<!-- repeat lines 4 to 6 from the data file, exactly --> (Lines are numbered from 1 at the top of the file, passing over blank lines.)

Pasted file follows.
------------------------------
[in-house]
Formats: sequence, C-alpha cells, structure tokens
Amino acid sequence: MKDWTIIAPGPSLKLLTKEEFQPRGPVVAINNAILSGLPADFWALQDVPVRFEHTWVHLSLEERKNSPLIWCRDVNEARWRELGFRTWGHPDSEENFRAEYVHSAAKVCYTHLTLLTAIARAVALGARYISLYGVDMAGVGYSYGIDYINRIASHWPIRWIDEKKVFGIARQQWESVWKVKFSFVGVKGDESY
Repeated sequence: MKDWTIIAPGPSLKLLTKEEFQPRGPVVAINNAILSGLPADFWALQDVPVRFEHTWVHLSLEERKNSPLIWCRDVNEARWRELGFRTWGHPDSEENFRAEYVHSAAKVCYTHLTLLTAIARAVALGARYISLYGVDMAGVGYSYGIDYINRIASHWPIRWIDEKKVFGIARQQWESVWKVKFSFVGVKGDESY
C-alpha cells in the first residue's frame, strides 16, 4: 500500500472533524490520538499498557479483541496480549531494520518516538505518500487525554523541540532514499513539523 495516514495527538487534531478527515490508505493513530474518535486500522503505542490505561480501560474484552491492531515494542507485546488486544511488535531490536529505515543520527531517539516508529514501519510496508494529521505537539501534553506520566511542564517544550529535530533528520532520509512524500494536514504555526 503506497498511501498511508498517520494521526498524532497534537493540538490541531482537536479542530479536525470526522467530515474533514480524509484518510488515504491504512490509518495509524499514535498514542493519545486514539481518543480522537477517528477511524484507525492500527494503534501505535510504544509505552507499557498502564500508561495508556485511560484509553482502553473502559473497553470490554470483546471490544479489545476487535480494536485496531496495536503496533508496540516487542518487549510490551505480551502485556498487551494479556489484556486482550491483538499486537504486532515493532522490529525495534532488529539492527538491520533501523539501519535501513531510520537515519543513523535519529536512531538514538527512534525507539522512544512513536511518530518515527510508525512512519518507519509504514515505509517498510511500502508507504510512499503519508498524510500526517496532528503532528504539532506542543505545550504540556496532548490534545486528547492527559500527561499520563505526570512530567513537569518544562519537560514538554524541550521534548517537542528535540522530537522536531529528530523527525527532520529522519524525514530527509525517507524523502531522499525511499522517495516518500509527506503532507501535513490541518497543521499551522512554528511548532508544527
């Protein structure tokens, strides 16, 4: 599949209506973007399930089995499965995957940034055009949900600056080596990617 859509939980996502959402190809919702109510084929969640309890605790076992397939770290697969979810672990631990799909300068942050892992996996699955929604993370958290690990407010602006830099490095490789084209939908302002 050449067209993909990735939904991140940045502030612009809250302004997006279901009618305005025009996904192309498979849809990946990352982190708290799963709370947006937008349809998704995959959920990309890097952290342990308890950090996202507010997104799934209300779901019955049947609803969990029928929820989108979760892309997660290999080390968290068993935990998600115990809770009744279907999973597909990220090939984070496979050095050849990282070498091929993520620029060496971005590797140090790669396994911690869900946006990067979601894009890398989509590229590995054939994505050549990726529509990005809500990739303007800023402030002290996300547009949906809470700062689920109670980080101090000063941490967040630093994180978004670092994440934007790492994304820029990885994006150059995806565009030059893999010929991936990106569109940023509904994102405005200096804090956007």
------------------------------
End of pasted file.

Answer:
Repeated sequence: MKDWTIIAPGPSLKLLTKEEFQPRGPVVAINNAILSGLPADFWALQDVPVRFEHTWVHLSLEERKNSPLIWCRDVNEARWRELGFRTWGHPDSEENFRAEYVHSAAKVCYTHLTLLTAIARAVALGARYISLYGVDMAGVGYSYGIDYINRIASHWPIRWIDEKKVFGIARQQWESVWKVKFSFVGVKGDESY
C-alpha cells in the first residue's frame, strides 16, 4: 500500500472533524490520538499498557479483541496480549531494520518516538505518500487525554523541540532514499513539523 495516514495527538487534531478527515490508505493513530474518535486500522503505542490505561480501560474484552491492531515494542507485546488486544511488535531490536529505515543520527531517539516508529514501519510496508494529521505537539501534553506520566511542564517544550529535530533528520532520509512524500494536514504555526 503506497498511501498511508498517520494521526498524532497534537493540538490541531482537536479542530479536525470526522467530515474533514480524509484518510488515504491504512490509518495509524499514535498514542493519545486514539481518543480522537477517528477511524484507525492500527494503534501505535510504544509505552507499557498502564500508561495508556485511560484509553482502553473502559473497553470490554470483546471490544479489545476487535480494536485496531496495536503496533508496540516487542518487549510490551505480551502485556498487551494479556489484556486482550491483538499486537504486532515493532522490529525495534532488529539492527538491520533501523539501519535501513531510520537515519543513523535519529536512531538514538527512534525507539522512544512513536511518530518515527510508525512512519518507519509504514515505509517498510511500502508507504510512499503519508498524510500526517496532528503532528504539532506542543505545550504540556496532548490534545486528547492527559500527561499520563505526570512530567513537569518544562519537560514538554524541550521534548517537542528535540522530537522536531529528530523527525527532520529522519524525514530527509525517507524523502531522499525511499522517495516518500509527506503532507501535513490541518497543521499551522512554528511548532508544527
């Protein structure tokens, strides 16, 4: 599949209506973007399930089995499965995957940034055009949900600056080596990617 859509939980996502959402190809919702109510084929969640309890605790076992397939770290697969979810672990631990799909300068942050892992996996699955929604993370958290690990407010602006830099490095490789084209939908302002 050449067209993909990735939904991140940045502030612009809250302004997006279901009618305005025009996904192309498979849809990946990352982190708290799963709370947006937008349809998704995959959920990309890097952290342990308890950090996202507010997104799934209300779901019955049947609803969990029928929820989108979760892309997660290999080390968290068993935990998600115990809770009744279907999973597909990220090939984070496979050095050849990282070498091929993520620029060496971005590797140090790669396994911690869900946006990067979601894009890398989509590229590995054939994505050549990726529509990005809500990739303007800023402030002290996300547009949906809470700062689920109670980080101090000063941490967040630093994180978004670092994440934007790492994304820029990885994006150059995806565009030059893999010929991936990106569109940023509904994102405005200096804090956007």